For years, I sort of regretted buying a single family home in San Francisco instead of a multi-unit property.
Even though the idea was to grow into this four bedroom home, it felt wasteful during the meantime with only the two of us. So I finally decided to rent out the ground floor bedroom to a middle school teacher for below market rent. I’ve always had a soft spot for teachers, and it felt good helping someone who made less than $36,000 a year find a place in a good neighborhood within walking distance from work.
With the money I spent on buying the house in 2004/2005, I could have bought a two-unit building with a 1,300 sqft, 2/1.5 apartment upstairs and a similar size 2/1.5 apartment downstairs. I could have lived in one unit and rented out the other unit for maximum efficiency and profits, perhaps to the tune of an extra $150,000 – $300,000 over 10 years.
Further, having smaller units would provide more flexibility to accept new job opportunities – like the large offer in NYC I turned down – because of my perception at the time that it would be easier to rent out a 2/1.5 condo vs. a 4/3.5 SFH.
Then I rented out my whole house and had a change of heart.
DECIDING BETWEEN A SFH, CONDO, OR MULTI-UNIT APARTMENT
Conventional wisdom says that if you can afford a single family home, buy a single family home because they tend to decline less in a correction and rise more in a bull market. You have more opportunity to expand a single family home, whereas you’re stuck with the footprint of a condo. If you cannot afford to buy a SFH, then buy a condo, co-op, or TIC.
For those who have a small family, or no family, and are looking for the greatest financial returns, buy a multi-unit property. The idea is that by splicing out your property, you can maximize rental income because there is a declining rental return on the number of bedrooms.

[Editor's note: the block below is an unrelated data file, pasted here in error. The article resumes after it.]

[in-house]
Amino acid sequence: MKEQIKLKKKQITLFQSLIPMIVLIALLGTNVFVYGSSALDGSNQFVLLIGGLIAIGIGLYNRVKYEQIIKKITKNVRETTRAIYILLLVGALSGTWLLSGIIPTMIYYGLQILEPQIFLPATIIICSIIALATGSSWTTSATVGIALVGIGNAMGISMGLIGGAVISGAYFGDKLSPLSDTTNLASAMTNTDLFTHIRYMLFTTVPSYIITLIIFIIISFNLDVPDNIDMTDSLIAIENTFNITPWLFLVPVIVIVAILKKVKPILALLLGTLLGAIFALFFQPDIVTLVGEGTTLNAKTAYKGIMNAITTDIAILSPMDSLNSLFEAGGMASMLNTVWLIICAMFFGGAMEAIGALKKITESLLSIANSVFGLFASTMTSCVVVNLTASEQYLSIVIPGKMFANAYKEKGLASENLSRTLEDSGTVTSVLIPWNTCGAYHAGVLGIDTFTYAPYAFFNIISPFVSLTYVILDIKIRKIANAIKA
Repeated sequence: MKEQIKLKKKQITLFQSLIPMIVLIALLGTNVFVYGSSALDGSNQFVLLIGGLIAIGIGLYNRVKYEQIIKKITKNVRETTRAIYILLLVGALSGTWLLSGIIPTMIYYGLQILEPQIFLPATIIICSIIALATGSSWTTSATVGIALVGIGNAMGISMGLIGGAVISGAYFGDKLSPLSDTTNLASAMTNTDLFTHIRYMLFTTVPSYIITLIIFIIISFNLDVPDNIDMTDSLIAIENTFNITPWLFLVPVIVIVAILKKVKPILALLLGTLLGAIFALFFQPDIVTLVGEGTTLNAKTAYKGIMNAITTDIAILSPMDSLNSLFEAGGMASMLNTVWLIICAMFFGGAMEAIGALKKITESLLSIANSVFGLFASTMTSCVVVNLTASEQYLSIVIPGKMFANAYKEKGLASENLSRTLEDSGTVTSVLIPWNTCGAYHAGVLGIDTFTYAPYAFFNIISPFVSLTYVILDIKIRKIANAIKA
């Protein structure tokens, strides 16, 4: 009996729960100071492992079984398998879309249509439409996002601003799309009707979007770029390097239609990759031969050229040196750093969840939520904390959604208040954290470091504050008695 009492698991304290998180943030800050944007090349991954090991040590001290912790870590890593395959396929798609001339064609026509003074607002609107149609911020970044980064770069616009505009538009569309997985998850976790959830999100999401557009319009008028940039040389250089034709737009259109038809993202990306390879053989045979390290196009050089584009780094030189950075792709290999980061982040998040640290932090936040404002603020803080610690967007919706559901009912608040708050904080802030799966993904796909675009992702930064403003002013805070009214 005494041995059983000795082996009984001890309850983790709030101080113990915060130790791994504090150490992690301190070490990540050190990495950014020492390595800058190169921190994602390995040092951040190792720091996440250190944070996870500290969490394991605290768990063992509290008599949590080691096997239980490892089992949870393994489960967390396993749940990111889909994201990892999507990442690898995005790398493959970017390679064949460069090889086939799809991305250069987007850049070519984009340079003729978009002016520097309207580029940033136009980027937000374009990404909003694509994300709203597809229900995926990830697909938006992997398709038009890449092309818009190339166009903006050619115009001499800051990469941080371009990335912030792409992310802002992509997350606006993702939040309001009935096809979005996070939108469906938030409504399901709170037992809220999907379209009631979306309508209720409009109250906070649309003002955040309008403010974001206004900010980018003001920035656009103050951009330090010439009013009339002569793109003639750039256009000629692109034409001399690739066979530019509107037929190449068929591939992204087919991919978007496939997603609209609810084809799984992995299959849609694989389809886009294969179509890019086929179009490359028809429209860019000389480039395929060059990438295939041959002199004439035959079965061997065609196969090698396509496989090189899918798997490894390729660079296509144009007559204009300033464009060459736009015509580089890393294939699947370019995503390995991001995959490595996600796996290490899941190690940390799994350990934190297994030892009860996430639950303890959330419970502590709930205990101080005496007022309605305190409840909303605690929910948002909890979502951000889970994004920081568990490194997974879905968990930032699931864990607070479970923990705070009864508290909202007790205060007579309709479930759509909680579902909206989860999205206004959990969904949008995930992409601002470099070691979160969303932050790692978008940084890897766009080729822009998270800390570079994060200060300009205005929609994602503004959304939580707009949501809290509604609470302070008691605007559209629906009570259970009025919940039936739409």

For example, a one bedroom apartment might rent for $3,500 in San Francisco, but a two bedroom apartment of similar quality isn’t going to rent out for $7,000. The two bedroom apartment will probably rent out for $4,500 – $5,500. Meanwhile, a three bedroom apartment of similar quality will probably rent out for $6,500 – $7,500 instead of $3,500 X 3 = $10,500.
In other words, from a landlord’s perspective, it may be best to own many smaller units in one building to earn as much money as possible. From a renter’s perspective, you get most bang for your buck renting a larger unit with multiple roommates.
Everything sounds logical right? I thought so until I decided to maximize my passive income by renting out my house and purchasing a smaller house in 2014.
Here are the details of my SFH rental property:
Number of bedrooms: 4
Number of bathrooms: 3.5
Property type: single family home
Mortgage: $4,300 a month ($2,200 is principal, $2,100 is interest)
Property taxes: $1,600 a month
Insurance + Misc: $300 a month
Total Cost: ~$6,200 (~$4,100 net after deductions, and $1,900 after principal)
Rent: $8,700 a month
Number of tenants: 4
From a gross cash flow perspective, I would need to rent out the house for at least $6,200 a month to break even. From a net cash flow perspective after deducting mortgage interest and property taxes, I would need about $4,100 to break even.
And given $2,200 of the $4,300 mortgage pays down principal, I would need about $1,900 a month to completely run in place with a $2,200 principal pay down offset by a $2,200 cash flow loss every month.
During the depths of the financial crisis, rent for my house was in the mid-$6,000 range. I know this because I was in cost cutting mode and wanted to see how much I could get if I had to rent out my house and move back home to Hawaii. A Bank of America exec offered $6,500, which I ultimately turned down. There was no way I was selling any assets during the crisis if I didn’t have to.
I never would have imagined being able to rent out my house for close to $8,000, but after doing some market research and seeing large three bedroom condos asking $8,500 in nicer parts of my neighborhood, I figured I’d list at $8,400 and see what would happen. It turns out demand was so strong that my existing tenants agreed to a $300 increase to $8,700 for one year.
The gross cash flow is therefore $2,500 a month, and $4,700 a month being added to my net worth since $2,200 of my mortgage is to principal. There’s also non-cash amortization costs, which further lowers the tax bill.
What If I Bought A Two-Unit Building Instead?
If I divide $8,700 by two, I get $4,350. $4,350 is roughly in the ballpark for a 2/1.5 in the northern part of San Francisco. 80% of the the 2/1.5 condos I look at online are priced between $3,800 – $5,000 a month. I also own a 2/2 condo in a good location charging $4,000 a month, so I’m very familiar with the 2/X condo market.